The new Jacket issue, Jacket 34, has just come out. It contains a 120-page section on modern Turkish poetry, including selections from Murat Nemet-Nejat's Eda: An Anthology of Contemporary Turkish Poetry, and additional essays on the translation process and new translations.
Through Western Eyes
It has often been said that the natives
will only teach foreigners a fake, degraded language,
a mock system of signs
parodying the real language.
It has also been said that the natives
don't know their own language,
and must mimic the phony languages of foreigners,
to make sense out of their lives.
— Linh Dinh, "Vocab Lab," American Tatts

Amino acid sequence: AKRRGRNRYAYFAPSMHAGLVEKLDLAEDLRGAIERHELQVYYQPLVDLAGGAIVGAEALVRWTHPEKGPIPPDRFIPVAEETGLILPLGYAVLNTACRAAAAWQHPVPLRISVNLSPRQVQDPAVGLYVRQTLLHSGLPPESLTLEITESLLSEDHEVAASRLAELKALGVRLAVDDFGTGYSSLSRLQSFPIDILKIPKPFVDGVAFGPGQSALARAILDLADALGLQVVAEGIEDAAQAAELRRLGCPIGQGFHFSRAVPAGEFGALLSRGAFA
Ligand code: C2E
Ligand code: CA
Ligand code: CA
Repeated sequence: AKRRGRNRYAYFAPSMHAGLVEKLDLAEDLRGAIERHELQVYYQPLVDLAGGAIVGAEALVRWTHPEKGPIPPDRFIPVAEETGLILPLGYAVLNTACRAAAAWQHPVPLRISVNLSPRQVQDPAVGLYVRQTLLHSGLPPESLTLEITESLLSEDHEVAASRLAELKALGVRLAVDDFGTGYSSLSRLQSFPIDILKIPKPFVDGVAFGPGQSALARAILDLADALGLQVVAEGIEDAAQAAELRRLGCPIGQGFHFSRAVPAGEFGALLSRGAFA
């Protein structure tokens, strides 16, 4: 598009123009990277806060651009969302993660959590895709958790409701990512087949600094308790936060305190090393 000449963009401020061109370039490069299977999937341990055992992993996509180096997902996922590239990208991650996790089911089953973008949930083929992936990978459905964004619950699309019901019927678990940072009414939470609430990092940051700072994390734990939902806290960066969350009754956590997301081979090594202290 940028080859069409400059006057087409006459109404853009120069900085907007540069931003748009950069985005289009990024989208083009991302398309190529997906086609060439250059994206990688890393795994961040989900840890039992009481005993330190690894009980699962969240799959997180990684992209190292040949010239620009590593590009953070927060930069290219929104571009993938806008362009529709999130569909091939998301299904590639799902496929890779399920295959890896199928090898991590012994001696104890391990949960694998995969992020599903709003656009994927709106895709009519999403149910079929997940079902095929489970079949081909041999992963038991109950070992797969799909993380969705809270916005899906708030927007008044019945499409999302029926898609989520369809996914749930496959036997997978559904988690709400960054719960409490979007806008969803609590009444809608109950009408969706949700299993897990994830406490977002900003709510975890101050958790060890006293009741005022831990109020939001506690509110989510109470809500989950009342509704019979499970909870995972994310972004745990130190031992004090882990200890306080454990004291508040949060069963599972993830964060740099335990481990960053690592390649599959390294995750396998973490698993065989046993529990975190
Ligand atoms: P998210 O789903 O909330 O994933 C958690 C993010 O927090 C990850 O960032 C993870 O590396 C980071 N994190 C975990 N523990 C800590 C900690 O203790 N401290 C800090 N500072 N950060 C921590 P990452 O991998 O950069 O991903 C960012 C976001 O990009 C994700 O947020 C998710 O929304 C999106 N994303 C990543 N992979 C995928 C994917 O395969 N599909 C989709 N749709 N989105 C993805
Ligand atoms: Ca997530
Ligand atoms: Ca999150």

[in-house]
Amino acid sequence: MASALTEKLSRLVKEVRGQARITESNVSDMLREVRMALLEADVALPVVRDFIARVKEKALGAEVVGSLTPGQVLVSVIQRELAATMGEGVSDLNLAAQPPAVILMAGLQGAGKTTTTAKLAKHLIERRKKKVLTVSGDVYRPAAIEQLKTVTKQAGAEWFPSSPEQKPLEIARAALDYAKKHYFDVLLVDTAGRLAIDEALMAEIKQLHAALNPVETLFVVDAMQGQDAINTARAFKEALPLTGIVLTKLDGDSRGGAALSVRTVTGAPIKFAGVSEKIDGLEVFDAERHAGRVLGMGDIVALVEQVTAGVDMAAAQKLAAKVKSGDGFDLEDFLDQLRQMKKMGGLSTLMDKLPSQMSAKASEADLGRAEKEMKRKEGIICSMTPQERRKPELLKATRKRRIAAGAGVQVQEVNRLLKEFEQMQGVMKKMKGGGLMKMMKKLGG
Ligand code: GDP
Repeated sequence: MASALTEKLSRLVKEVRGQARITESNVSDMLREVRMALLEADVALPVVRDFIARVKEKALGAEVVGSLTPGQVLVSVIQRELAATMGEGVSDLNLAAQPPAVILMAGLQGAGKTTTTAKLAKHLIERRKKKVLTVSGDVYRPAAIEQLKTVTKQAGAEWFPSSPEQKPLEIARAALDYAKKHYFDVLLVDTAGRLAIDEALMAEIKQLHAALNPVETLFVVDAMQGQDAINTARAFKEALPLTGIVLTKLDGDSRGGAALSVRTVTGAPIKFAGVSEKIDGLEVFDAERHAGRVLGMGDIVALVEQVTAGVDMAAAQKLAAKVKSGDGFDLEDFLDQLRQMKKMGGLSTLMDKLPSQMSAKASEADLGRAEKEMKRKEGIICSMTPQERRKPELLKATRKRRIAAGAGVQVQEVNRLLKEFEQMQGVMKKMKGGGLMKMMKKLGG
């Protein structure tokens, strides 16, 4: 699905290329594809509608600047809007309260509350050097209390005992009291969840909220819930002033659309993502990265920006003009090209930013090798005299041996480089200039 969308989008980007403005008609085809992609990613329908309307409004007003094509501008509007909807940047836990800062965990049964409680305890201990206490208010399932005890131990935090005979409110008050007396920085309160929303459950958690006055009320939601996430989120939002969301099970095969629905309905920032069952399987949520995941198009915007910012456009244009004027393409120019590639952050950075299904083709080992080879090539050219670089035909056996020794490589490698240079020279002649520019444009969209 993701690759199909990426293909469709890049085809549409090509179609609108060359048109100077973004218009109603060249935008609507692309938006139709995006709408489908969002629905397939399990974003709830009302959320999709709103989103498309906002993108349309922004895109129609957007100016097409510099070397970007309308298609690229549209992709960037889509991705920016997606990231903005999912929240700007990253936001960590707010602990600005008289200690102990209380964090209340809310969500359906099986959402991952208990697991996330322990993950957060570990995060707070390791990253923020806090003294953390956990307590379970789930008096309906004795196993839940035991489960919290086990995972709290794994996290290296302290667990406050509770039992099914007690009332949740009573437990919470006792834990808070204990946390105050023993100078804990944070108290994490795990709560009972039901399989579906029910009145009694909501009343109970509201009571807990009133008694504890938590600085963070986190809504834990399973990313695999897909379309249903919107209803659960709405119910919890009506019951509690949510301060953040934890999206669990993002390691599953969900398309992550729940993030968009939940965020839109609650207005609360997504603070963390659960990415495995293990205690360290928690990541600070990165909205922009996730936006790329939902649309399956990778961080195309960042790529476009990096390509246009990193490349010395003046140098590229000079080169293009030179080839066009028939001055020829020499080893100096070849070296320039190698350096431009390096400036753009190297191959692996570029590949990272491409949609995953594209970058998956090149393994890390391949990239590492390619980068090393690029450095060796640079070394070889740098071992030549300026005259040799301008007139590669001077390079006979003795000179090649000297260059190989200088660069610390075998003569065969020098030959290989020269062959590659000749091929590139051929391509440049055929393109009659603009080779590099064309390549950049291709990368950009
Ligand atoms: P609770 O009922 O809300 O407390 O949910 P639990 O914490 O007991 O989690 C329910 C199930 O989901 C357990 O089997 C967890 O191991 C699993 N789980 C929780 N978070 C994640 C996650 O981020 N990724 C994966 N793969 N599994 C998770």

If one wants to grasp the underlying principle of 20th century Turkish poetry in one stroke, it is that it brings animism into the middle of our global universe. Everything in that poetry becomes relatively clear from that perspective. Not only trees or animals, but in this poetry colors, objects, things, natural processes are in dialogue with each other, weaving their endless patterns. Eda is the structure of that pattern, the mesh of linguistic and geographic coordinates which go to its creation. Not the individual, but objects, colors, things are at the center of this endless transformation, the ego attached to it only tangentially, a detail, suffering and ecstatic. It is this peripheral relationship of consciousness to wider natural forces — subjective and objective, visceral and abstract — which gives Turkish poetry its stunning originality.
"There are more things in heaven and earth, Horatio, than are dreamt of in your philosophy." William Shakespeare, Hamlet